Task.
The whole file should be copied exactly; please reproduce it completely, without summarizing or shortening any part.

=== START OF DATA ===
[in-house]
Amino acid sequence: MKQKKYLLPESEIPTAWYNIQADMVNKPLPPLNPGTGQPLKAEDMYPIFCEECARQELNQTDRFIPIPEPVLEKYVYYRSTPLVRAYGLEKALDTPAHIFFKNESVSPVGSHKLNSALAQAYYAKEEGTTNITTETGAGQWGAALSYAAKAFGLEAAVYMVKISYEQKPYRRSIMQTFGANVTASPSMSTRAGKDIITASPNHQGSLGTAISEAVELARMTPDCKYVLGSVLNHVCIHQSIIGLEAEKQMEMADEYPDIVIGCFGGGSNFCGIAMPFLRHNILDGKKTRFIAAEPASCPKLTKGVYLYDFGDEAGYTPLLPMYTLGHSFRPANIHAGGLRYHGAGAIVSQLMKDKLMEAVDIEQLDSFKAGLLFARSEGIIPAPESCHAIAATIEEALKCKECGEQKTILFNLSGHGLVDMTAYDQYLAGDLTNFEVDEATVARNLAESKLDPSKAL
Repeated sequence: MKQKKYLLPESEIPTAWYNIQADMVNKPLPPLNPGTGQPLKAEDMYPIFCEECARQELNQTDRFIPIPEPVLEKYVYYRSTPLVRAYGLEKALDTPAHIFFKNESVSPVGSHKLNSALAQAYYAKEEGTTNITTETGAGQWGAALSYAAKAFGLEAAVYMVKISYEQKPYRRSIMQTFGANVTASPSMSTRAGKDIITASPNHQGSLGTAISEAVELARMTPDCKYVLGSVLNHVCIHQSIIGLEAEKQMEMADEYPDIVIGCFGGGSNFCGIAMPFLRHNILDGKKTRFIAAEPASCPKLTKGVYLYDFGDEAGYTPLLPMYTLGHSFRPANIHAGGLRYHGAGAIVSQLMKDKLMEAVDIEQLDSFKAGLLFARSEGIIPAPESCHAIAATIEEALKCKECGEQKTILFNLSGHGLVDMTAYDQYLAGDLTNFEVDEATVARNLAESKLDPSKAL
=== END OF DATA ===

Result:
[in-house]
Amino acid sequence: MKQKKYLLPESEIPTAWYNIQADMVNKPLPPLNPGTGQPLKAEDMYPIFCEECARQELNQTDRFIPIPEPVLEKYVYYRSTPLVRAYGLEKALDTPAHIFFKNESVSPVGSHKLNSALAQAYYAKEEGTTNITTETGAGQWGAALSYAAKAFGLEAAVYMVKISYEQKPYRRSIMQTFGANVTASPSMSTRAGKDIITASPNHQGSLGTAISEAVELARMTPDCKYVLGSVLNHVCIHQSIIGLEAEKQMEMADEYPDIVIGCFGGGSNFCGIAMPFLRHNILDGKKTRFIAAEPASCPKLTKGVYLYDFGDEAGYTPLLPMYTLGHSFRPANIHAGGLRYHGAGAIVSQLMKDKLMEAVDIEQLDSFKAGLLFARSEGIIPAPESCHAIAATIEEALKCKECGEQKTILFNLSGHGLVDMTAYDQYLAGDLTNFEVDEATVARNLAESKLDPSKAL
Repeated sequence: MKQKKYLLPESEIPTAWYNIQADMVNKPLPPLNPGTGQPLKAEDMYPIFCEECARQELNQTDRFIPIPEPVLEKYVYYRSTPLVRAYGLEKALDTPAHIFFKNESVSPVGSHKLNSALAQAYYAKEEGTTNITTETGAGQWGAALSYAAKAFGLEAAVYMVKISYEQKPYRRSIMQTFGANVTASPSMSTRAGKDIITASPNHQGSLGTAISEAVELARMTPDCKYVLGSVLNHVCIHQSIIGLEAEKQMEMADEYPDIVIGCFGGGSNFCGIAMPFLRHNILDGKKTRFIAAEPASCPKLTKGVYLYDFGDEAGYTPLLPMYTLGHSFRPANIHAGGLRYHGAGAIVSQLMKDKLMEAVDIEQLDSFKAGLLFARSEGIIPAPESCHAIAATIEEALKCKECGEQKTILFNLSGHGLVDMTAYDQYLAGDLTNFEVDEATVARNLAESKLDPSKAL